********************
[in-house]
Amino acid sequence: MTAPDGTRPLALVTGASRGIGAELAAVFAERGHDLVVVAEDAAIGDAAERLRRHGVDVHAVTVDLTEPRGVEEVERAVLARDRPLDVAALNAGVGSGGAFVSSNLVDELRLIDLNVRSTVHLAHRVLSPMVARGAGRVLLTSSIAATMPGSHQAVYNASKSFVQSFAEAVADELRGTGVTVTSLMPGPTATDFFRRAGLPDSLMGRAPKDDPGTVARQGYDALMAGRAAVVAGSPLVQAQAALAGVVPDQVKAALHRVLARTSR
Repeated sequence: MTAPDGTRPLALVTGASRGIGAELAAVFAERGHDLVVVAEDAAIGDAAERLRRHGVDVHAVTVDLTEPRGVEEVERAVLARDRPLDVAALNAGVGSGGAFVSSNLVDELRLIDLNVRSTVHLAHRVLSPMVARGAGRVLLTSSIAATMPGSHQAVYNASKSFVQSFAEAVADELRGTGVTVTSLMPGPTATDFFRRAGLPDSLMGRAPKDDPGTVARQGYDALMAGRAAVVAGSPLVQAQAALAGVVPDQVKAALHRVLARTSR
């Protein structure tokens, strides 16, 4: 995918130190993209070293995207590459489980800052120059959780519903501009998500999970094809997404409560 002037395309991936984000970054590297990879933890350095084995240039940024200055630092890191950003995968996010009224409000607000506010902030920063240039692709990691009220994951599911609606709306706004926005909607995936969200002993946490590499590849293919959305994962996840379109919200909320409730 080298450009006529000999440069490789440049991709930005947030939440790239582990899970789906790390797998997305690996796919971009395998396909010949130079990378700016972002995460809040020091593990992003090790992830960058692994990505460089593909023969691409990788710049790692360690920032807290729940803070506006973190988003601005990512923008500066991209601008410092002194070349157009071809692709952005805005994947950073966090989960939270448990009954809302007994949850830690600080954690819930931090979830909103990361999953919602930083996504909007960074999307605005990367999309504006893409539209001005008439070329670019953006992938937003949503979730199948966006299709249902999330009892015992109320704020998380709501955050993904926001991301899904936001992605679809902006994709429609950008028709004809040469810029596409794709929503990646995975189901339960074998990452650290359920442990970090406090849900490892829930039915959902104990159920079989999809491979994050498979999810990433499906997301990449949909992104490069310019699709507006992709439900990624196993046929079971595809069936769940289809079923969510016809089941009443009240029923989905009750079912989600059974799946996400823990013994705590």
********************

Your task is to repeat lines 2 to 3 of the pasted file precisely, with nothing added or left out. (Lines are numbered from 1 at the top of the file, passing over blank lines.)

Amino acid sequence: MTAPDGTRPLALVTGASRGIGAELAAVFAERGHDLVVVAEDAAIGDAAERLRRHGVDVHAVTVDLTEPRGVEEVERAVLARDRPLDVAALNAGVGSGGAFVSSNLVDELRLIDLNVRSTVHLAHRVLSPMVARGAGRVLLTSSIAATMPGSHQAVYNASKSFVQSFAEAVADELRGTGVTVTSLMPGPTATDFFRRAGLPDSLMGRAPKDDPGTVARQGYDALMAGRAAVVAGSPLVQAQAALAGVVPDQVKAALHRVLARTSR
Repeated sequence: MTAPDGTRPLALVTGASRGIGAELAAVFAERGHDLVVVAEDAAIGDAAERLRRHGVDVHAVTVDLTEPRGVEEVERAVLARDRPLDVAALNAGVGSGGAFVSSNLVDELRLIDLNVRSTVHLAHRVLSPMVARGAGRVLLTSSIAATMPGSHQAVYNASKSFVQSFAEAVADELRGTGVTVTSLMPGPTATDFFRRAGLPDSLMGRAPKDDPGTVARQGYDALMAGRAAVVAGSPLVQAQAALAGVVPDQVKAALHRVLARTSR